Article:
Highlights from

ASCO 2019

American Society of Clinical Oncology annual meeting

Chicago, USA 31 May - 4 June 2019

Classification of metastatic renal cell carcinoma patients in immunotherapy era and positive responses for sarcomatoid tumours

Prof. Bernhard Escudier (Gustave Roussy Cancer Campus, France) presented a post-hoc analysis of CheckMate 214, concluding that the IMDC prognostic criteria, based on anti-VEGF treatment outcomes, may not be as relevant for immunotherapy treatment outcomes in metastatic renal cell carcinoma (RCC) [1]. Prof. David McDermott (Dana-Farber, Harvard Cancer Center, USA) presented a subgroup analysis demonstrating that the ipilimumab + nivolumab arm provided improved efficacy and prolonged survival vs sunitinib, with consistent safety, in previously untreated, intermediate/poor-risk, advanced clear-cell RCC with sarcomatoid features [2].

The randomised controlled trial CheckMate 214 (ipilimumab + nivolumab vs sunitinib in first-line metastatic RCC) demonstrated a complete response rate of 16% in patients with intermediate- and poor-risk features whose tumour tested positive for PD-L1. The key take-home message was that this combination resulted in an overall survival advantage, but those data were mainly driven by the patients who were defined as intermediate/poor-risk at the outset of the study by the IMDC prognostic criteria. The study was ended prematurely after the first interim analysis because the results on overall survival were clearly in favour of the immunotherapy combination; the survival advantage was even more pronounced in patients with higher risk scores.

Prof. Escudier and colleagues compared efficacy with nivolumab + ipilimumab vs sunitinib by number of IMDC risk factors present in 1,096 intent-to-treat patients in both arms: 21%, 61%, and 18% had favourable-, intermediate-, or poor-risk, respectively. Of intermediate-risk patients, 58% had 1 factor; and 42% had 2 factors. Of poor-risk patients, 58% had 3 factors, 29% had 4 factors, and few had 5 (10%) or 6 (3%) factors. Due to small numbers, patients with 4–6 factors were pooled. At 30 months minimum follow-up, RECIST v1.1-confirmed objective response rate and complete response rate per investigator remained consistently higher with nivolumab + ipilimumab vs sunitinib across patients with 1–4 factors, although with sunitinib, objective response rate decreased with increasing number of factors. The authors concluded that nivolumab + ipilimumab showed consistent efficacy across number of IMDC risk factors, while sunitinib decreased in efficacy with increasing number of factors. These results show a need for improved prognostic models for immunotherapies in advanced RCC.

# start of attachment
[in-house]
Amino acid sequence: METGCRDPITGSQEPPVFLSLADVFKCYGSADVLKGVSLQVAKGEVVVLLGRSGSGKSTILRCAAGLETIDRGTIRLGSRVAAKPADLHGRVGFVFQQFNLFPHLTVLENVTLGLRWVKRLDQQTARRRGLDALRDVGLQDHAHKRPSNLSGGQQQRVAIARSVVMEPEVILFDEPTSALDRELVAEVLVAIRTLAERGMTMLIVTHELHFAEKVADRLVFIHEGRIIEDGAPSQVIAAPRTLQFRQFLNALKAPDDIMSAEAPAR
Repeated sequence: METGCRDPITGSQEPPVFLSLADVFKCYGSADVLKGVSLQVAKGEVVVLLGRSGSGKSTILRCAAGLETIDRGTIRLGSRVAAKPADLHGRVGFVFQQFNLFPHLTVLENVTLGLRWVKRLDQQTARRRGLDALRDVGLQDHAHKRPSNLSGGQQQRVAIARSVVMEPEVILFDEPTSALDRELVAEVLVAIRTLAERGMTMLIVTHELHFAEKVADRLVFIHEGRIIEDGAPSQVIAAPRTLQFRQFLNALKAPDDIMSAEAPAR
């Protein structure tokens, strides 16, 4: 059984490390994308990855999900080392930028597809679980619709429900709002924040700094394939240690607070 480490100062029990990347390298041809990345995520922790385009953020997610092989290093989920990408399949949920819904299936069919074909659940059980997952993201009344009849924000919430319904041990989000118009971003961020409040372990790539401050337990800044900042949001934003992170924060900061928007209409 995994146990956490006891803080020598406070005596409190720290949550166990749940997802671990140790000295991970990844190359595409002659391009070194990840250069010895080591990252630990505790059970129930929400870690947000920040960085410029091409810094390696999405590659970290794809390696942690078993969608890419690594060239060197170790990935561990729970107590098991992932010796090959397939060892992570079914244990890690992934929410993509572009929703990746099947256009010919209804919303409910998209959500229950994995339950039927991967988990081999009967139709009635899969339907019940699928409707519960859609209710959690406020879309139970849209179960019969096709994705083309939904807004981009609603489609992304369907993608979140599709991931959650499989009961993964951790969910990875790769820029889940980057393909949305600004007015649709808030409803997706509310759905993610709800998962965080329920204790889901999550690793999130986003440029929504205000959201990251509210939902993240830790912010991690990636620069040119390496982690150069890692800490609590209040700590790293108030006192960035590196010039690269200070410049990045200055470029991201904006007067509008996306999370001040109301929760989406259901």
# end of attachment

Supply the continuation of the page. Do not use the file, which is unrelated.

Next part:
Prof. McDermott’s paper addressed the unmet need of patients with advanced RCC with sarcomatoid features (sRCC), who have poor prognosis with anti-VEGF targeted therapy. They performed a post-hoc exploratory analysis of 112 CheckMate 214 randomised patients with pathologically confirmed sRCC (nivolumab + ipilimumab, n=60; sunitinib, n=52). In descriptive analyses performed at a minimum follow-up of 30 months, confirmed overall response rate and complete response rate per investigator (RECIST v1.1), overall survival, and progression-free survival per investigator were improved with nivolumab + ipilimumab vs sunitinib in intermediate/poor-risk patients with sRCC.

There were two additional presentations assessing the response rates of patients with intermediate/poor-risk features or sarcomatoid histologies to checkpoint inhibitor therapies [3-4]. These abstracts similarly described treatment of patients bearing sarcomatoid tumours with pembrolizumab plus axitinib, or atezolizumab plus bevacizumab, respectively. Presence of sarcomatoid cells in a tumour is typically associated with a worse prognosis, and patients with sarcomatoid tumours do not respond as well to targeted drugs like sunitinib or pazopanib. However, these tumours typically harbour more immune cells, and we see that patients with sRCC respond to combinations including immunotherapy considerably better than to sunitinib alone, with complete disappearance of disease in a small but significant percentage of cases. These findings collectively open a therapeutic option for patients that in the past did not have any good treatment options.

  1. Escudier B et al. Abstract 4575. Consistent efficacy of nivolumab plus ipilimumab across number of International Metastatic Database Consortium (IMDC) risk factors in CheckMate 214. ASCO 2019, 31 May-4 June, Chicago, USA.
  2. McDermott D et al. Abstract 4513. CheckMate 214 post-hoc analyses of nivolumab plus ipilimumab or sunitinib in IMDC intermediate/poor risk patients with previously untreated advanced renal cell carcinoma with sarcomatoid features. ASCO 2019, 31 May-4 June, Chicago, USA.
  3. Rini B et al. Abstract 4500. Pembrolizumab (pembro) plus axitinib (axi) versus sunitinib as first-line therapy for metastatic renal cell carcinoma (mRCC): Outcomes in the combined IMDC intermediate/poor risk and sarcomatoid subgroups of the phase 3 KEYNOTE-426 study. ASCO 2019, 31 May-4 June, Chicago, USA.
  4. Rini et al. Abstract 4512. Atezolizumab (atezo) + bevacizumab (bev) versus sunitinib (sun) in pts with untreated metastatic renal cell carcinoma (mRCC) and sarcomatoid (sarc) histology: IMmotion151 subgroup analysis. ASCO 2019, 31 May-4 June, Chicago, USA.

The content and interpretation of these conference highlights are the views and comments of the speakers/authors.